Governor Kasich and I often do not see eye to eye, but, as an energy expert and a citizen, I support his proposal to institute a hydrofracking tax whose “fresh revenue (will) give a personal income tax cut.” GovK said he wants Ohioans to get a cut of the profits from this new industry and we should. The administration estimates the amount collected to rise to $1 billion by 2016, which could trim income tax rates by 5 percent. He’s also proposing new regulations on the industry to try to address some of the environmental concerns “fracking” creates and some lands will be off-limits to drilling – sending a clear message to a skeptical public that fracking is safe here with the right rules.
This is a very reasonable tax and energy policy – revenue from Ohio fuel resources being used for Ohio purposes. If the state of Ohio – “the Heart of it All” according to the state’s license plates – is a political weathervane, then GovK’s initiative in Republican-controlled Ohio has given a means to lash oil and gas revenues to the GOP’s popular income tax cut orthodoxy. A brilliant plan to overcome grassroots opposition to the drilling and pay for a tax cut – do you hear that Republican candidates? “Drilling for tax cuts” a sloganeering term suggested by SFGate.com.
The combination of fracking, horizontal drilling, and shale gas is a powerful energy market force. Hydrofracturing or hydraulic fracturing, known as fracking is a high-pressure drilling technique used to free underground natural gas and petrochemical deposits that could unleash energy jobs and profits but carries pollution risks unless lawmakers adopt the right precautions and state environmental regulations. State geologist Larry Wickstrom said the industry expects to drill 200 wells this year into the gas-rich shale underlying Ohio’s eastern counties because the prospects of striking valuable oil and hydrocarbons are so promising.
Though hydraulic fracturing has reduced gas prices for consumers while raising environmental concerns, the public favors greater regulation. More than three times as many Americans say there should be more regulation, according to a March 8-11 Bloomberg News National Poll which coincides with recent surveys in Ohio, where scientists say drilling caused recent earthquakes. There has also been much outcry over fracking’s effects on drinking water, however, a recent round of testing completed by the U.S. Environmental Protection Agency in Pennsylvania showed that these fears may be overblown.
The frack-tax proposal in GovK’s “Mid-biennial” review will have to get approval from the state legislature. You should know oil and gas drillers were paying just 20 cents for a barrel of oil but the majority Republicans are having conniptions over hints of raising taxes. Most state lawmakers are up for election. Ohio House Finance Chairman, Republican Ron Amstutz indicated there is “insufficient time” to answer key questions about the proposal and the revisions to the state tax code are simply too complex to handle in a limited amount of time, although the rest of the plan which includes changes to education and health care policy will be offered. Oil and gas companies have warned that tying drilling’s expansion and revenue to alluring tax-cut policies will chase jobs and growth out of Ohio and vowed to fiercely lobby lawmakers to kill the bill.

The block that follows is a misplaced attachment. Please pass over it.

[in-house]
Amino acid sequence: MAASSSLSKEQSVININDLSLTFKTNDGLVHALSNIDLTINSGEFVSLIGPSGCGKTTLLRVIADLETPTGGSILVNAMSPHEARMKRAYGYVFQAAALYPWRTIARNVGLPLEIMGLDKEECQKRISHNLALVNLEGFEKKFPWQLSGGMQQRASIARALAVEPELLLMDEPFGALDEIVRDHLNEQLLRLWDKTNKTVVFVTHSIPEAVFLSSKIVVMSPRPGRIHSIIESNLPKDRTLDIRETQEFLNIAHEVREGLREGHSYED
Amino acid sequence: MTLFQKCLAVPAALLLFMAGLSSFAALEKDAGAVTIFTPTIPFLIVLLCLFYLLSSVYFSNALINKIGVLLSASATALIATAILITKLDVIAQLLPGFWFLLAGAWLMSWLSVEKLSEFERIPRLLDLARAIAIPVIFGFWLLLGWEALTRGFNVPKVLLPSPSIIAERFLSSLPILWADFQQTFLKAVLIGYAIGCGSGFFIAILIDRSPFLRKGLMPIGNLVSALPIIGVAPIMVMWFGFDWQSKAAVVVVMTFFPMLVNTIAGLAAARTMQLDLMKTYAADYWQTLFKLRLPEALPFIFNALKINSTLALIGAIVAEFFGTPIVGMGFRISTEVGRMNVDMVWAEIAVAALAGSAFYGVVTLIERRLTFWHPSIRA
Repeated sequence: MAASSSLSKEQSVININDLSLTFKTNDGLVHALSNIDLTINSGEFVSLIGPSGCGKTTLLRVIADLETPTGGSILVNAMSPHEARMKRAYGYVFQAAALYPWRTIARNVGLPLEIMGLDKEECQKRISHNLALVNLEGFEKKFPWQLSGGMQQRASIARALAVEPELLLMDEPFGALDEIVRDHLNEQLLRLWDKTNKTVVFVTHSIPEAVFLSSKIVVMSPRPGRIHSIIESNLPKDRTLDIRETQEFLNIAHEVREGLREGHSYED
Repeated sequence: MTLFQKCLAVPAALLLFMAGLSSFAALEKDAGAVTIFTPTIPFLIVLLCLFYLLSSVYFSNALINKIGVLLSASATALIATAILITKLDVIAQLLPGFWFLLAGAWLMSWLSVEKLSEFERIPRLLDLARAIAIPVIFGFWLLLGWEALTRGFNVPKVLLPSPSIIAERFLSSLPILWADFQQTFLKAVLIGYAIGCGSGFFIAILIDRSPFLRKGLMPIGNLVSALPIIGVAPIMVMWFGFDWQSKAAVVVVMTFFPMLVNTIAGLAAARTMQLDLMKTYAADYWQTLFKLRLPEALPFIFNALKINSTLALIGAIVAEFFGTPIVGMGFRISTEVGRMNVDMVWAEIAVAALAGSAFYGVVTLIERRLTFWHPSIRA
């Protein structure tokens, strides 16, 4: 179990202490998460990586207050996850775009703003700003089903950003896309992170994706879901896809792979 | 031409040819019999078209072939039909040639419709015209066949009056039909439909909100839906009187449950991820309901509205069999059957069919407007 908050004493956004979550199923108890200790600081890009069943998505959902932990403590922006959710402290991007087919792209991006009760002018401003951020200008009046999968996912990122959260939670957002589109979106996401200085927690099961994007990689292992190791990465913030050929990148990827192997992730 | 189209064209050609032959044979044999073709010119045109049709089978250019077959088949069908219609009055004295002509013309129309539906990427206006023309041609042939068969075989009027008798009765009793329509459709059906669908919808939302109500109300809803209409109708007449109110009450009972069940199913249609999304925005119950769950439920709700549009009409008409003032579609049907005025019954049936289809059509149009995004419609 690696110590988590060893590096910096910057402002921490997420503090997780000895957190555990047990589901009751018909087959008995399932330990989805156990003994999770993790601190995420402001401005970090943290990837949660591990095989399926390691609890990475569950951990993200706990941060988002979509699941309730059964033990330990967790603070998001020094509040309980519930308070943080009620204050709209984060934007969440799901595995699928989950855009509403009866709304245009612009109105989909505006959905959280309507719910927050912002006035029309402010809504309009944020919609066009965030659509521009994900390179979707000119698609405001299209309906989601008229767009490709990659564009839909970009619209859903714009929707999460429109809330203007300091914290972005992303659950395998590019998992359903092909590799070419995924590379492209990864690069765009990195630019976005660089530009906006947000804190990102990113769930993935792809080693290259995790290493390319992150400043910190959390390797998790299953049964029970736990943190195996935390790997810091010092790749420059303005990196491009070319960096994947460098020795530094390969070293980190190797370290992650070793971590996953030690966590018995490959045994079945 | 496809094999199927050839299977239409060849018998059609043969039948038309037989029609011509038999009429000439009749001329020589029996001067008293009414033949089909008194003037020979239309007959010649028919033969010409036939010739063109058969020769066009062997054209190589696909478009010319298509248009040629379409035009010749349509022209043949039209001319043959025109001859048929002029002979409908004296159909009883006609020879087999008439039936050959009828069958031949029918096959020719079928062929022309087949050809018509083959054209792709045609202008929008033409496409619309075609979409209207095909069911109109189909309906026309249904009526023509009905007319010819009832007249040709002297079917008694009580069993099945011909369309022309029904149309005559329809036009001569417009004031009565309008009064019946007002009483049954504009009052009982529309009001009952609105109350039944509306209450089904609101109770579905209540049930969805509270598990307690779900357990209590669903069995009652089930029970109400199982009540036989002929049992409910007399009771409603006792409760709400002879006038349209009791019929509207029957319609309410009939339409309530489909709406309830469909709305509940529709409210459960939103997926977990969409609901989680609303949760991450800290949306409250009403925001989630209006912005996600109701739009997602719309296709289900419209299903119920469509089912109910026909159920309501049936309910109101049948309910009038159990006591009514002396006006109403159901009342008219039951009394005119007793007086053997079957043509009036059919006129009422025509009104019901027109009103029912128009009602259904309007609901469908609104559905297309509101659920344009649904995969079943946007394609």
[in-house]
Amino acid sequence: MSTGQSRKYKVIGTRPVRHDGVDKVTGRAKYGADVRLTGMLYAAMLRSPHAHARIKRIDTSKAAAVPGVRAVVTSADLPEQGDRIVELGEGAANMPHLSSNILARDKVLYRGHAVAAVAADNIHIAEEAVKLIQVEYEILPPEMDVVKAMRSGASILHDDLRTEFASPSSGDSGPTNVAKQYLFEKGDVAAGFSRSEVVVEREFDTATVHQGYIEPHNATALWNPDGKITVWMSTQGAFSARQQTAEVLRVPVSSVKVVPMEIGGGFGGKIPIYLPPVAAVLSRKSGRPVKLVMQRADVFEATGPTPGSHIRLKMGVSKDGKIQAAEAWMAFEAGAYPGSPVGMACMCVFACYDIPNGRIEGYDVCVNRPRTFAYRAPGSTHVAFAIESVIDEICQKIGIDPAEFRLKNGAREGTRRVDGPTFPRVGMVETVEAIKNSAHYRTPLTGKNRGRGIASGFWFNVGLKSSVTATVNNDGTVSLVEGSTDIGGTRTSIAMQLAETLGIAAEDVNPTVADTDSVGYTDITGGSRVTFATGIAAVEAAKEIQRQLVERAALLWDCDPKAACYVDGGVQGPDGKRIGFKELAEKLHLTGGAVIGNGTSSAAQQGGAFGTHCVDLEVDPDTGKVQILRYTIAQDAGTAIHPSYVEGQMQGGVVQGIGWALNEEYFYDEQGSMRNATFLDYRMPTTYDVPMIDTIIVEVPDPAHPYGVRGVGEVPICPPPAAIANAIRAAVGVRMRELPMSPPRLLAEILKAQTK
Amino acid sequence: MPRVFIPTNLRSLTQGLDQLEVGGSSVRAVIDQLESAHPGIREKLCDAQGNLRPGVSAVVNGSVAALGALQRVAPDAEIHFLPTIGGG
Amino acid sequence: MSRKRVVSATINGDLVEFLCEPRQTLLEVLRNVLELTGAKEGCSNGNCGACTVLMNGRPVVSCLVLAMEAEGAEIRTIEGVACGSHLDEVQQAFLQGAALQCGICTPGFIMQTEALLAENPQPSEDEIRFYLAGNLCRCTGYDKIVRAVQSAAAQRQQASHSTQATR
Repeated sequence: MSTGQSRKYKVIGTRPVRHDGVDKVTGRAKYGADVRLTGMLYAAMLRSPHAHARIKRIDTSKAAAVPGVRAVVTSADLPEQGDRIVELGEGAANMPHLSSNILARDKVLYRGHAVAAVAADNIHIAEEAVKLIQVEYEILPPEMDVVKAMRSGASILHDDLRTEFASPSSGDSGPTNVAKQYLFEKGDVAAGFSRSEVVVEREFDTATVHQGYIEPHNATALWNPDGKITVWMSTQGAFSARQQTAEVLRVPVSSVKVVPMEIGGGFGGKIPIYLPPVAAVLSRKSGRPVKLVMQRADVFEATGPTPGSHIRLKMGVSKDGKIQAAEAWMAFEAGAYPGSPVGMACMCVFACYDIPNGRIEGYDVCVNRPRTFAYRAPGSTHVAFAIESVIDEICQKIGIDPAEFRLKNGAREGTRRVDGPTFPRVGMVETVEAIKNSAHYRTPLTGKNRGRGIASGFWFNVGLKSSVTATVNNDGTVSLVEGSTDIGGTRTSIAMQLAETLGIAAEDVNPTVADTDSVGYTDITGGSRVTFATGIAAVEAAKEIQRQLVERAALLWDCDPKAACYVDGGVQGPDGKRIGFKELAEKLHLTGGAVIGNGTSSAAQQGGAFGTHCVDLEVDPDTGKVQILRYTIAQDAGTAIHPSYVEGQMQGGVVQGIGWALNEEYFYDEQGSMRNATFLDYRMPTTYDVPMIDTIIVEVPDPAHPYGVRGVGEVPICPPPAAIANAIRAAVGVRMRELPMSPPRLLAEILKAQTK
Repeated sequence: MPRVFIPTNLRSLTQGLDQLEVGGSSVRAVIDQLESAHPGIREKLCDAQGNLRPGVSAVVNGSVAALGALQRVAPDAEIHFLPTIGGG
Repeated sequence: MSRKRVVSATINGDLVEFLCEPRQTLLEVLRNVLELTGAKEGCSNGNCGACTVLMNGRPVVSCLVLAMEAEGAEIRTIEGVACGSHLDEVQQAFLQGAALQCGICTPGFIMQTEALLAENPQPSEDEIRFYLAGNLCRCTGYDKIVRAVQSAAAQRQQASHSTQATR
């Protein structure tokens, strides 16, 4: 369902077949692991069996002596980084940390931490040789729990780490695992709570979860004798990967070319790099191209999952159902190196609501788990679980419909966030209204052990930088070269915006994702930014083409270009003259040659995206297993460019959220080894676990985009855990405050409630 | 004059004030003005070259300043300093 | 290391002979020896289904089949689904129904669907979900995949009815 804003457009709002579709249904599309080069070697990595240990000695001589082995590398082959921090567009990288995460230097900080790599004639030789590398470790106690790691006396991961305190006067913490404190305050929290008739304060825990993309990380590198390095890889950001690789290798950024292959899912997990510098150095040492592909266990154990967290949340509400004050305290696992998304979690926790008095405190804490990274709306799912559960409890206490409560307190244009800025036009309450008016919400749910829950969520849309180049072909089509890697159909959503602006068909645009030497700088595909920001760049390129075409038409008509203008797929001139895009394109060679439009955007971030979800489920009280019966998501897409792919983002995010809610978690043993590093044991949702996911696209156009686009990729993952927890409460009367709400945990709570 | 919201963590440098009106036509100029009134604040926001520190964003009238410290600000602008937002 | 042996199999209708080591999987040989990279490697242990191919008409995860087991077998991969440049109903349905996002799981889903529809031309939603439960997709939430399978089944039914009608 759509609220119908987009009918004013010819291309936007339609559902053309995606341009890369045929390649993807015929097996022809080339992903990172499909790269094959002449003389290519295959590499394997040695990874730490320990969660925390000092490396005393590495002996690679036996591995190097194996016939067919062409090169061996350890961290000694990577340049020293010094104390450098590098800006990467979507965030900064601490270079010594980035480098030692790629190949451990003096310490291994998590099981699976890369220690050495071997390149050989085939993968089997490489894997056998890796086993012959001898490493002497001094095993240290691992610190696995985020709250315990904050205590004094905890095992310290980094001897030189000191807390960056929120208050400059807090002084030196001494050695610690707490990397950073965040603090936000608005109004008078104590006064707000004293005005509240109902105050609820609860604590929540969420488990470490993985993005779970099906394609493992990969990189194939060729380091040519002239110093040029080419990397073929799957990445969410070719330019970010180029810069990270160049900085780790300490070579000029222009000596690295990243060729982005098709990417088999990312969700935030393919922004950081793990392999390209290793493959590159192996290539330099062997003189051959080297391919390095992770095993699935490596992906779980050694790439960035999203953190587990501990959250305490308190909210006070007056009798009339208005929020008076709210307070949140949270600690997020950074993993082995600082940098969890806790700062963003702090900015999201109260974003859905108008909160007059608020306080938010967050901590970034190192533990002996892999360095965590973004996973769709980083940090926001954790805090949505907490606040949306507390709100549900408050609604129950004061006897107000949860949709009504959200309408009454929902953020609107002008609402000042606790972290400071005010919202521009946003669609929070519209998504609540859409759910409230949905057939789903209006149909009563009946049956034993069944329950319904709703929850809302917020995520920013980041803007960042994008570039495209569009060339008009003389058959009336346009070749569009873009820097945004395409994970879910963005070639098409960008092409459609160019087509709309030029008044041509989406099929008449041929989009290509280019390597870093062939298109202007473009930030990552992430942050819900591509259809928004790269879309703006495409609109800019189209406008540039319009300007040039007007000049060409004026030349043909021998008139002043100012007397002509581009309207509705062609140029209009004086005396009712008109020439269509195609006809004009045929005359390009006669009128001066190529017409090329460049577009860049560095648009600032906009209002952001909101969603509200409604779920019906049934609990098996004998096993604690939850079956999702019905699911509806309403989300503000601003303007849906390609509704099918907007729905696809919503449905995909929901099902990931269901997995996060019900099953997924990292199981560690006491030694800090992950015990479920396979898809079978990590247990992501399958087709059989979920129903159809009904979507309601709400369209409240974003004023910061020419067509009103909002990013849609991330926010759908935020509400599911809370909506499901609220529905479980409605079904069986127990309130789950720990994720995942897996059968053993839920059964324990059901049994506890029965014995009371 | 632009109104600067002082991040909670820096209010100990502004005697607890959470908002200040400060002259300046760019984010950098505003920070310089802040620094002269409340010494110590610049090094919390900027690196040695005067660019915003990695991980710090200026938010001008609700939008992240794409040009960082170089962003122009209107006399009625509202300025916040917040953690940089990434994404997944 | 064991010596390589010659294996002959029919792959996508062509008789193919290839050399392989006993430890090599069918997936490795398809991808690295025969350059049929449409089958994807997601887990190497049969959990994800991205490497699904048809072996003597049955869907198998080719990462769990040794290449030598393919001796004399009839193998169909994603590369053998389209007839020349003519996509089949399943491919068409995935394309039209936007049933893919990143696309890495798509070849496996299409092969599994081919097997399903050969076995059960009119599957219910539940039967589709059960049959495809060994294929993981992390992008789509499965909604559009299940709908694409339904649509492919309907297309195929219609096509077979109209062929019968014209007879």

GovK promised to tackle a historic deficit by slashing spending but his very first budget increased spending by 11 percent. Maybe he saw something new was needed. After Shell Oil Co. chose a site near Pittsburgh and not Ohio for a multi-billion-dollar fracking based petrochemical refinery that could create thousands of construction jobs and provide a huge economic boost, maybe he considered that Ohio, though rich in natural shale gas resources, might be unable to use that wealth to boost its economy – the resource curse.
The Shell project could still mean 2,500 jobs for Ohio’s chemical industry and an additional 6,000 support jobs, Jack Pounds, president of the Ohio Chemical Technology Council, said, but this supposes a consumer turnaround. Otherwise, frack driller will reap large financial revenues but will discourage long-term investment in infrastructure; will provide few jobs, and few connections to Ohio economy. Taxes and fees collected from drillers, meanwhile, could be used to pay for their state oversight, fund environmental initiatives and help local governments affected. For example, lawmakers should decide who will repair roads damaged by truck and heavy equipment traffic to well sites. We hope that the Legislature will act favorably. But, will they?
According to Adam Smith, the expectation of profit from “improving one’s stock of capital” rests on property rights. It is an assumption central to capitalism that property rights encourage their holders to develop the property, generate wealth, and efficiently allocate resources based on the operation of markets. Contact your legislator. We need to pledge our support in GovK’s fight against legislative efforts to sideline this proposal to link oil and gas drilling proceeds to an income-tax cut. Unfortunately fracking seems to have turned into a political football, an election-year talking point and a lobbyists dream.